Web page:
Use Your Envy for Good
Back in the early days of starting my first business, I had some pretty ugly moments. I would find myself looking around at the other founders I knew and wishing for a piece of their action. There always seemed to be someone else doing more, making more, and achieving more than I was. And when I wasn’t careful, those comparisons would deflate me and cause me to wonder if I should just give up and throw in the towel.
Maybe you’ve felt that way, too. Maybe you’ve watched friends, colleagues, family members, someone else do something you’ve wanted to do and hated them for it. Or maybe in the face of their success you’ve criticized the trade-offs they had to make along the way (“I would never give up my social life like they have…”). Or maybe you’ve just cursed your own “bad luck” and left it at that.
Believe me, I get it. Achieving things is hard. Succeeding at things we care about is hard. And when you’re climbing a hill, it’s so easy to look at others and think of how much easier/better/luckier they have it, and then to want some of that for yourself. And despite the fact that it’s pretty universal, we’re never taught how to treat our comparisonitis. We’re never given the tools to manage our envy responsibly.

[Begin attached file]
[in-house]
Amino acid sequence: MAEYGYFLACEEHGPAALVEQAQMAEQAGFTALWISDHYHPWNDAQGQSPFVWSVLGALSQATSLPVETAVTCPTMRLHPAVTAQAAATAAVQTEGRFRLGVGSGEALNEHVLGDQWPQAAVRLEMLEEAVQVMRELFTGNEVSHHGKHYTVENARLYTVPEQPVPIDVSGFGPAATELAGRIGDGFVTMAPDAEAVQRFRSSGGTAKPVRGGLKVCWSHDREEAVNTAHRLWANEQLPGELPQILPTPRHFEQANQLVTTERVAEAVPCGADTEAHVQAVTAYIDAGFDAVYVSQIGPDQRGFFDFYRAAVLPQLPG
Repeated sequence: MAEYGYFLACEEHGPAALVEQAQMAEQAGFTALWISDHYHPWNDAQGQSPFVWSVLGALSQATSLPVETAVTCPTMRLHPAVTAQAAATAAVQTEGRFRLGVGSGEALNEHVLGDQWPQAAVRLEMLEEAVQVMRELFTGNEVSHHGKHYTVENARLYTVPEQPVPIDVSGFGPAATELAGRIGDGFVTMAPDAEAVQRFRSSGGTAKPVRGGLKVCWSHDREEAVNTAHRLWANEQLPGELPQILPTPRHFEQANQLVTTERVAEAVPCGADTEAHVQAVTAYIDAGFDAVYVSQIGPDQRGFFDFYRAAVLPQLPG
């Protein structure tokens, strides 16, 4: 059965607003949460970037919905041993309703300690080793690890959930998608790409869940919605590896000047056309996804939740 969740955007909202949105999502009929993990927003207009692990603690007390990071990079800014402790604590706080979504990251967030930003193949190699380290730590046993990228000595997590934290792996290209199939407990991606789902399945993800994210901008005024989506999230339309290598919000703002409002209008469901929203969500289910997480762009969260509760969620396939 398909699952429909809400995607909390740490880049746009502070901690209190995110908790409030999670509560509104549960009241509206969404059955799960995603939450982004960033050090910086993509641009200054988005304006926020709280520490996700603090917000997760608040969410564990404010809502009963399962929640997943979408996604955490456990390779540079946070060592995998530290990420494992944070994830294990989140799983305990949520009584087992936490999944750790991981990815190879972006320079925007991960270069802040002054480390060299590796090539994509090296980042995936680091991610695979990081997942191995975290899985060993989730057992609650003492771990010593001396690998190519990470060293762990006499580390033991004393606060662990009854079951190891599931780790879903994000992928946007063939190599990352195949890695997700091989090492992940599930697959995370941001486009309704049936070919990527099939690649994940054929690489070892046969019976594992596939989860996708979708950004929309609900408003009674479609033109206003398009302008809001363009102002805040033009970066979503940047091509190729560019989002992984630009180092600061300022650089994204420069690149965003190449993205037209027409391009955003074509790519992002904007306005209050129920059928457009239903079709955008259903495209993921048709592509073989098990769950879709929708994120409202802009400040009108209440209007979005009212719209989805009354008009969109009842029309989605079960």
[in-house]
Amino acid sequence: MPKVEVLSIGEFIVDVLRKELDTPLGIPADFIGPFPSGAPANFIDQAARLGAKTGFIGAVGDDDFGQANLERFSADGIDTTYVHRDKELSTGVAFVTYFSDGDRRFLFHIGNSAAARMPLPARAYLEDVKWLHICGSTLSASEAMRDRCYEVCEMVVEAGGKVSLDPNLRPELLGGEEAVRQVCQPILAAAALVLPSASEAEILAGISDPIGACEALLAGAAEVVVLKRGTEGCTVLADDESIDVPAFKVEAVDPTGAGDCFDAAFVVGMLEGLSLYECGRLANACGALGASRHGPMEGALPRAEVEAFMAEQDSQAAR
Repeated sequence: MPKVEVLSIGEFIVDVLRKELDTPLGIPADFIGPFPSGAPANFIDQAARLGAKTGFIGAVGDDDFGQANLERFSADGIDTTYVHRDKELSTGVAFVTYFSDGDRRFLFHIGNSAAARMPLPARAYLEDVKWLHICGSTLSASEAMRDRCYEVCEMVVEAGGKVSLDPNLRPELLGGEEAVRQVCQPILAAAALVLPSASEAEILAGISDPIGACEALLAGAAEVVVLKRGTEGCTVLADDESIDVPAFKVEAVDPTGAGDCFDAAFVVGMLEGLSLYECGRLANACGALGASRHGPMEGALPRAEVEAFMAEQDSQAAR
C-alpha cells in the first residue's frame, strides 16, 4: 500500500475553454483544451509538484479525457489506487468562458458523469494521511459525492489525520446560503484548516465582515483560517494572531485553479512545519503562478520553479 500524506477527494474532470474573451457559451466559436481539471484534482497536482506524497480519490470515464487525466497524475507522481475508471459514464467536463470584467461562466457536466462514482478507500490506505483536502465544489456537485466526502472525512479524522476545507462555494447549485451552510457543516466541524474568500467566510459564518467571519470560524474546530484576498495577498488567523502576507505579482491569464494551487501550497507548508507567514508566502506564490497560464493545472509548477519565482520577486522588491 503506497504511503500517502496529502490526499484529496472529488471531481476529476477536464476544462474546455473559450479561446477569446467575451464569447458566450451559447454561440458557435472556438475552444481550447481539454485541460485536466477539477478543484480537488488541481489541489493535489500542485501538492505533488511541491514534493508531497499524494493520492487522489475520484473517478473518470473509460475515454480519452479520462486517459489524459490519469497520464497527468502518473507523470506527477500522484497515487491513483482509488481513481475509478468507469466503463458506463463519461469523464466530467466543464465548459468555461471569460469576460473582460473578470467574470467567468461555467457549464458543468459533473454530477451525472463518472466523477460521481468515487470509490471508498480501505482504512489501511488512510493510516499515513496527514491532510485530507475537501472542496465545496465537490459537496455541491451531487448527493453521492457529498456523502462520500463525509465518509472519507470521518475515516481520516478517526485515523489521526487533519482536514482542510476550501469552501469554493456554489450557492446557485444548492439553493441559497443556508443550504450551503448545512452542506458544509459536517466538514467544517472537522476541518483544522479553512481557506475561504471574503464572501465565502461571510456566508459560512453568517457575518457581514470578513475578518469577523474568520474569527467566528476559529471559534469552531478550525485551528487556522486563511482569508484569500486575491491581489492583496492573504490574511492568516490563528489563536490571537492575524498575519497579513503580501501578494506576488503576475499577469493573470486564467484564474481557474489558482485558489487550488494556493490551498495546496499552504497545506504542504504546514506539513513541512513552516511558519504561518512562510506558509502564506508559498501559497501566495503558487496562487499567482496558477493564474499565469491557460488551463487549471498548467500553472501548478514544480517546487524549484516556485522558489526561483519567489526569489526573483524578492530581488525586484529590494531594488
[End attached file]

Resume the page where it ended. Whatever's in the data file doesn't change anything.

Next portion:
But like so many things in life, envy doesn’t have to be bad. It’s just a feeling. A signal. And it’s what we do with that feeling or signal that makes it “good” or “bad.”
When I found myself in my envious-woes all those years ago, my partner said to me: “It’s normal to be jealous. But what can you learn from other people’s successes that will help you create your own?” And just like that, I was given a formula to turn something potentially ugly and destructive (envy) into something productive and helpful (ideas/stimuli for progress).
Jealousy is okay. But we don’t have to wallow in despair and self-pity when we see others being successful. We don’t have to see their success as a reason to give up on our own. (There is enough success out there for all of us.) We don’t have to quit just because someone else already did what we want to do. And we don’t have to stop just because someone else is ahead of us.
We can choose to be inspired instead of jealous. We can choose to open up instead of shut down. We can choose to see a role model instead of a rival. And, most important, we can choose to use our envy to fuel us and drive us instead of stopping us in our tracks.
It’s not easy, but it can be simple. We can use our envy for good.